If we scour our memories of Bollywood, we can always find Shah Rukh Khan being incredibly charming and charismatic. Even while doing the most ordinary things, he manages to turn it into something that only he can perform that way – something that can’t be replicated by anyone else. Being part of an industry that has always used a person’s magnetism for its benefit – and leveraged this quality to get the maximum possible returns, he has pursued image-driven creative projects for most of his career. His mainstream success due to this, gave him a reputation as a commercial star – negating his viability to work on a concept-driven or even a niche-serving indie film. Perhaps he was not approached for such projects by creators thinking that his larger-than-life personality wouldn’t fit in the mould of what such small films could offer.
But none of the industry indicators can describe the wide acting range that this beloved actor has. While a majority of his films revolve around his persona, he also has a share of meatier roles that go beyond an image-serving hunger of the money-minters. In Luck by Chance, we come across him playing himself – where, within a few dialogues, he explores the star-side of him in a raw manner. In films like Swades and Chak De! India, he delivers highly nuanced performances while playing characters that do not stand out in the crowd like his usual ones. And in the case of Dear Zindagi, he becomes a companion, a supporting character – and acts impeccably well in this role of mental health professional with his understated act. A common element among these roles is how they deviated from the norms that surrounded the casting decisions taken for him.
Unlike the other highlights from the actor’s career, these scripts were not specifically designed to suit his image. This ‘image’ has many facets. He has largely been the part of a cycle that demands a sweet, positive ending. So his characters had often been the winners from the story – those who would be guaranteed to be the center of attention – and those who would often triumph in the matters of love. For someone who has often been considered as a King of Romance all over the world, his films have largely shown him as that guy who gets the girl that he seeks. Even in the sadder films from his oeuvre like Kal Ho Naa Ho, My Name is Khan or Veer Zara, his love story had been at the crux of the narrative – and his success at the romance, their driving force.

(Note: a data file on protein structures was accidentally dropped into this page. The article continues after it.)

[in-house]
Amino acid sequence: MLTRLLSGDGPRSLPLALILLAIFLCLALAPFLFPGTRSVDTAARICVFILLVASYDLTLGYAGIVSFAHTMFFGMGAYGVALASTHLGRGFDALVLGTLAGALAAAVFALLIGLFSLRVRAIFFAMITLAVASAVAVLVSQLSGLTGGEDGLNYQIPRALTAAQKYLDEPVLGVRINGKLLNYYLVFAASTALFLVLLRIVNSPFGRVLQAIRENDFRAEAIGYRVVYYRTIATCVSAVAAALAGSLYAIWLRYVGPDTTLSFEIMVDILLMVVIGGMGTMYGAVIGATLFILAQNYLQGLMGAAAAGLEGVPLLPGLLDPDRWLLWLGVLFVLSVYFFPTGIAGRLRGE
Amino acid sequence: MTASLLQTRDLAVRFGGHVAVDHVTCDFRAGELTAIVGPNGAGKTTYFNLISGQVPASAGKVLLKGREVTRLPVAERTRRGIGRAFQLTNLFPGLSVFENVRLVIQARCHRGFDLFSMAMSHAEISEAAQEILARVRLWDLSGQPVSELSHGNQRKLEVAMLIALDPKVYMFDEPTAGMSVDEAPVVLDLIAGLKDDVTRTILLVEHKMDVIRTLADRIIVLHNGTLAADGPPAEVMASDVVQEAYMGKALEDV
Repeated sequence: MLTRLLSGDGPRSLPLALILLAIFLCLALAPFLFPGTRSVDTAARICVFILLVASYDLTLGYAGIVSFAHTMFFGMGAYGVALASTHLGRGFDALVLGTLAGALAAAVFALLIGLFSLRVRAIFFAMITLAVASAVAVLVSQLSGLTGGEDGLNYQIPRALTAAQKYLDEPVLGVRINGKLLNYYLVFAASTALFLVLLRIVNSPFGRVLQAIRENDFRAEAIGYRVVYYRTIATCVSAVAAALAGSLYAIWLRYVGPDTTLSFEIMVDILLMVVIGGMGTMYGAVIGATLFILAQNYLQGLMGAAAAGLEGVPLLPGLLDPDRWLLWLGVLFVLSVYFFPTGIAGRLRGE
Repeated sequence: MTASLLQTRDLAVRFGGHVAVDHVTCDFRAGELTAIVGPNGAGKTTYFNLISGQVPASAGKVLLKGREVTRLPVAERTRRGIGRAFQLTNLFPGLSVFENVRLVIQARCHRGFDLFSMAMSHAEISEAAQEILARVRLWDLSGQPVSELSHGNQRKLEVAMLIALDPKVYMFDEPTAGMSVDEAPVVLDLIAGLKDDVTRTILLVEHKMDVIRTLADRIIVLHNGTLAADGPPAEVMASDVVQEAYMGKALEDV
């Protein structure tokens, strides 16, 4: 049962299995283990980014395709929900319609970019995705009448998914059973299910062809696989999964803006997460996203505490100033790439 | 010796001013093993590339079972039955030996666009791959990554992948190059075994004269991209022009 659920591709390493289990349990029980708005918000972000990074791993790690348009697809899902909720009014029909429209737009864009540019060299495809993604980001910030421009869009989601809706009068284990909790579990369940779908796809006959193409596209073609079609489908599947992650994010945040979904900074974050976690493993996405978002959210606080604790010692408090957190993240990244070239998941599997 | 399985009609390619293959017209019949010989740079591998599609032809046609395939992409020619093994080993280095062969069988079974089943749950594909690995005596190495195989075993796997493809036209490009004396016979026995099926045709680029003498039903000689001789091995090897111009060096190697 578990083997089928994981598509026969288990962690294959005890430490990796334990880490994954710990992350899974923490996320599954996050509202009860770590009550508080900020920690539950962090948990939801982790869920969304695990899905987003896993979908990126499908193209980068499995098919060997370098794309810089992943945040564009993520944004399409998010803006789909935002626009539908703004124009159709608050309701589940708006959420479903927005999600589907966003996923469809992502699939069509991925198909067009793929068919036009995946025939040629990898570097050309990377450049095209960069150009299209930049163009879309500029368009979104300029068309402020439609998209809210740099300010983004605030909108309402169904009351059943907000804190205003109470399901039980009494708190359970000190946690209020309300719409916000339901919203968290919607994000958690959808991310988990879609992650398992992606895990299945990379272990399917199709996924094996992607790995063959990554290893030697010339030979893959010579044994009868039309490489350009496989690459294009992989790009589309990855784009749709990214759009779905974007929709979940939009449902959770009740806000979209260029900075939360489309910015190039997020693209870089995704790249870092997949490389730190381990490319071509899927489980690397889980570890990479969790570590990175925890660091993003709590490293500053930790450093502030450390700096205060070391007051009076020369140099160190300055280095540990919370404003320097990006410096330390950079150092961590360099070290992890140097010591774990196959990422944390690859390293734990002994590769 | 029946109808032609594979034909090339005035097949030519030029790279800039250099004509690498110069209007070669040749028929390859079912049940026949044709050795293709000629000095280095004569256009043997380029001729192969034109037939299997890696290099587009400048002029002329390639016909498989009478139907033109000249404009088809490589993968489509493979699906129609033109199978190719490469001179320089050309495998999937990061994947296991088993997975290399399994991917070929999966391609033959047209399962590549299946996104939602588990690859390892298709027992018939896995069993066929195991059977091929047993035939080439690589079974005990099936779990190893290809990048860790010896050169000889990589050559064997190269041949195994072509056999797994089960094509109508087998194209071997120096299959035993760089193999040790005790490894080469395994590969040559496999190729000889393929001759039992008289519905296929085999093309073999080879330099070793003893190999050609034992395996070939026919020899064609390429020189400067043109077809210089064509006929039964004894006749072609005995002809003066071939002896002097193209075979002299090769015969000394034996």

It is important to note how his roles become an integral part of contemporary pop culture and how these reel-life characters represent, oftentimes become, and show the hopes and dreams of several across the country. So when, instead of winning over a girl, the protagonist from Kabhi Haan Kabhi Naa failed at most of his battles, he performed for a part of the audience that was not represented on the big screen. For those who have lived on a staple of Bollywood romances where the resolution has depended on the ‘milan’ aspect of heteronormative culture, the belief is strong in the success of such stories. Many grow up believing the only way to be is to follow the obsession of love due to the lack of an alternate outlook.
What this 1994 film did was show a new possibility of handling the concept of love and also the ones we love. The protagonist here is a failure, with respect to his academics and romance. The narrative that primarily conveys his journey of self-discovery also seems like a continuing dream-sequence in Sunil’s mind. where he looks at every aspect of his life through the lens of self-pity – reflecting teenage angst – and the pathos of a generation of thinking the entire world is conspiring against them. The film utilises these elements in a manner that feels like an ode to the melodrama-driven Bollywood films and at the same time an argument against it with its departure in the handling of the subject.
With the same approach, the film represented us – the viewers, in the way how we often imagine ourselves playing SRK’s larger-than-life characters – trying the grand gestures to woo someone and miserably failing at it. Unlike the tradition of an obsession leading to obtainment, the film makes it a case with its albela protagonist by making him learn – grow from his adolescent mistakes – and understand the value of love instead of focusing on all the qayanaat to bring what he loves to him. Just like the 500 Days Of Summer, Autumn arrives for our Goan Sunil too. It is only when he is able to let go, that he grows up. And due to this core message, this coming-of-age romance stays firm as my favourite SRK film till date.
Disclaimer: This article has not been written by Film Companion’s editorial team.